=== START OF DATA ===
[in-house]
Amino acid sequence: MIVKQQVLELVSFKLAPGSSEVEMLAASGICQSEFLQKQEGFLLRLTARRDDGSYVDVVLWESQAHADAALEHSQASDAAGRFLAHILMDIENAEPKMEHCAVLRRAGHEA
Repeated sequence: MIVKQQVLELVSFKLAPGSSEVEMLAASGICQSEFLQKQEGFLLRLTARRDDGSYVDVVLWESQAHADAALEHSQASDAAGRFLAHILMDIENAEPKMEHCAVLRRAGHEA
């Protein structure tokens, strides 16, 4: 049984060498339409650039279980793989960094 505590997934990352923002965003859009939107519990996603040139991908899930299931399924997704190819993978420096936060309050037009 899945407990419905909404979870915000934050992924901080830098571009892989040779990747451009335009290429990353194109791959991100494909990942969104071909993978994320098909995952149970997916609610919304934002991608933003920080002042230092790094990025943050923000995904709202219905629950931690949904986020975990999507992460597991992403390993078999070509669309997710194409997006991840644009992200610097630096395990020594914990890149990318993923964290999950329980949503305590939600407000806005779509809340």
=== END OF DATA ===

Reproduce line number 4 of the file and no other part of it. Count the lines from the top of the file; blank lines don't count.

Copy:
């Protein structure tokens, strides 16, 4: 049984060498339409650039279980793989960094 505590997934990352923002965003859009939107519990996603040139991908899930299931399924997704190819993978420096936060309050037009 899945407990419905909404979870915000934050992924901080830098571009892989040779990747451009335009290429990353194109791959991100494909990942969104071909993978994320098909995952149970997916609610919304934002991608933003920080002042230092790094990025943050923000995904709202219905629950931690949904986020975990999507992460597991992403390993078999070509669309997710194409997006991840644009992200610097630096395990020594914990890149990318993923964290999950329980949503305590939600407000806005779509809340």